Well, there *are* a lot of CGI studios in Japan, and they're pretty ubiquitous, actually. They're very busy doing a lot of things.

They're just not doing what you and I typically consider to be "anime."

They're doing commercials, video game cinematics, and weird things than you and I are probably unlikely to see anytime soon streaming on Crunchyroll. They're even making Pixar-esque CGI feature films!

And, hey, this is 2012, so even though the majority of what passes as "anime" in our modern age is strictly 2D hand-drawn animation, most major anime studios have a fully-staffed section of 3D CGI artists to do lots of stuff like backgrounds, vehicles, crazy effects, and other things. The two best that I can think of are Production I.G and Studio 4C; both of whom are quite adept at finding new and unique ways to meld the two different styles into a cohesive whole.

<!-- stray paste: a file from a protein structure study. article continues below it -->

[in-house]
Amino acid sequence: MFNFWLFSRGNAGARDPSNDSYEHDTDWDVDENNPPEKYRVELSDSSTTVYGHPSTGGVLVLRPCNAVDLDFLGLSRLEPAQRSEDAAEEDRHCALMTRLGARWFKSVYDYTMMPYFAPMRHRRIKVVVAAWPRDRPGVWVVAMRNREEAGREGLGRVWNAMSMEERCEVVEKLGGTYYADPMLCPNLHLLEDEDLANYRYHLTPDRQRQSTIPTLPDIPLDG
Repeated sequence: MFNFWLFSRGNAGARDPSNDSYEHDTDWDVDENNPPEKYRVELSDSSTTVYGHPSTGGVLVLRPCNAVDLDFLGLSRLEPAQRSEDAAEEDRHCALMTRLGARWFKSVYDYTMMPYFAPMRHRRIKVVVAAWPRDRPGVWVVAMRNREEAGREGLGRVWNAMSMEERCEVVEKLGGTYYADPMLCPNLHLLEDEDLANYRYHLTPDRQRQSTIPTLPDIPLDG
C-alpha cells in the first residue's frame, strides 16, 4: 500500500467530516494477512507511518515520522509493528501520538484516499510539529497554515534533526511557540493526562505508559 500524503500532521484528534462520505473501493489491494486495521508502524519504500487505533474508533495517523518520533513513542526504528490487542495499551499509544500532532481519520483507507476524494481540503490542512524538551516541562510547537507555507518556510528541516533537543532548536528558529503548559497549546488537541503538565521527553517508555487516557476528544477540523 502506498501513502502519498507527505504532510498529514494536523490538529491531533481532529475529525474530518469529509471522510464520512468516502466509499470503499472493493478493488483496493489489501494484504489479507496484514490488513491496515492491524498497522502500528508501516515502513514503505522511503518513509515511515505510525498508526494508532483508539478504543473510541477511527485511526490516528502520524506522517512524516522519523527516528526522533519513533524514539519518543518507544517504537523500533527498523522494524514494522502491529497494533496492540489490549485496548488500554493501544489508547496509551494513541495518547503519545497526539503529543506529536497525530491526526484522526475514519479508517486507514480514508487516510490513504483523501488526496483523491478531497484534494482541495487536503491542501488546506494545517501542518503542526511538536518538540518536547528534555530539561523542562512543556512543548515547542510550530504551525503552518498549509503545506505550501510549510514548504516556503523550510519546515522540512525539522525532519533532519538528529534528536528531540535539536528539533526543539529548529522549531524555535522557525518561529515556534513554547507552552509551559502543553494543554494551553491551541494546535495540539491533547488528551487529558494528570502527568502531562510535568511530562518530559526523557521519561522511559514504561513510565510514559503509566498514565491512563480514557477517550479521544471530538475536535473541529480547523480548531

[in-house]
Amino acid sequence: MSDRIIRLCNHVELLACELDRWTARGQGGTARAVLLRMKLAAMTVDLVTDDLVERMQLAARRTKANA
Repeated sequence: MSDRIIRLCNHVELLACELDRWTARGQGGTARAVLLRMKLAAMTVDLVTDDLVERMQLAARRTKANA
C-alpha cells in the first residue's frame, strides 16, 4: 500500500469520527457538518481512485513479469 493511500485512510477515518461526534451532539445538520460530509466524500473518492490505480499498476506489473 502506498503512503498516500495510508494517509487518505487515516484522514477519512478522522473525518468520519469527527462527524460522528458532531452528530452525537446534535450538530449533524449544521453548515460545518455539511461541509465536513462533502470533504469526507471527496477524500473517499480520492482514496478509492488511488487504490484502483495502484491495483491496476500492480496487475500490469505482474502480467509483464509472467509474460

So, I mean, that's basically the answer - Japan has a fairly robust segment of CGI animation and talented animators, but they're not exactly "visible" in the sense that they're not going to get a lot of coverage and chatter here on Anime News Network and the like. Not because they're doing bad work (unless we're talking about Vexille), but because they're doing things that are very different in both style and theme than what we're all into.